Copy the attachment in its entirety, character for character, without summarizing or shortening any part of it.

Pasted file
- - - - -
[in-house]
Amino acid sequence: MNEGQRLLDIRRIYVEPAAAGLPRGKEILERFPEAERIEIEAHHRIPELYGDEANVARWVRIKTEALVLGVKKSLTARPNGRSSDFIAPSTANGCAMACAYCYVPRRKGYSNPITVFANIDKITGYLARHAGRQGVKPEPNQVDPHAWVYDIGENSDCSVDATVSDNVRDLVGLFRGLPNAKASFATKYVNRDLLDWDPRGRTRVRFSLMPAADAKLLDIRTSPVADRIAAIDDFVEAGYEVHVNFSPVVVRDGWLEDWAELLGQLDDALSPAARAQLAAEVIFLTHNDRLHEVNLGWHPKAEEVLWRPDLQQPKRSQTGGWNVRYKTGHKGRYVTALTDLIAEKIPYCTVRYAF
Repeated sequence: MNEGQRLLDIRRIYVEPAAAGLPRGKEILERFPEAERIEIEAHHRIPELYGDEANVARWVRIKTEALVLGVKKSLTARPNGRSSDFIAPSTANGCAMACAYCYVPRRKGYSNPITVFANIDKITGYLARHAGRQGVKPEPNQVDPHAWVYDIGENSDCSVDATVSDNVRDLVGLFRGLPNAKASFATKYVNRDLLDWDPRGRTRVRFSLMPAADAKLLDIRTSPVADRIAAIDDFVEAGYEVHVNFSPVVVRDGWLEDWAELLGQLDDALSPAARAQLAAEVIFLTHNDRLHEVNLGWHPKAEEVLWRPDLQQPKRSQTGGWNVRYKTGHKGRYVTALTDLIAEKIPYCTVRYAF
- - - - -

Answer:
[in-house]
Amino acid sequence: MNEGQRLLDIRRIYVEPAAAGLPRGKEILERFPEAERIEIEAHHRIPELYGDEANVARWVRIKTEALVLGVKKSLTARPNGRSSDFIAPSTANGCAMACAYCYVPRRKGYSNPITVFANIDKITGYLARHAGRQGVKPEPNQVDPHAWVYDIGENSDCSVDATVSDNVRDLVGLFRGLPNAKASFATKYVNRDLLDWDPRGRTRVRFSLMPAADAKLLDIRTSPVADRIAAIDDFVEAGYEVHVNFSPVVVRDGWLEDWAELLGQLDDALSPAARAQLAAEVIFLTHNDRLHEVNLGWHPKAEEVLWRPDLQQPKRSQTGGWNVRYKTGHKGRYVTALTDLIAEKIPYCTVRYAF
Repeated sequence: MNEGQRLLDIRRIYVEPAAAGLPRGKEILERFPEAERIEIEAHHRIPELYGDEANVARWVRIKTEALVLGVKKSLTARPNGRSSDFIAPSTANGCAMACAYCYVPRRKGYSNPITVFANIDKITGYLARHAGRQGVKPEPNQVDPHAWVYDIGENSDCSVDATVSDNVRDLVGLFRGLPNAKASFATKYVNRDLLDWDPRGRTRVRFSLMPAADAKLLDIRTSPVADRIAAIDDFVEAGYEVHVNFSPVVVRDGWLEDWAELLGQLDDALSPAARAQLAAEVIFLTHNDRLHEVNLGWHPKAEEVLWRPDLQQPKRSQTGGWNVRYKTGHKGRYVTALTDLIAEKIPYCTVRYAF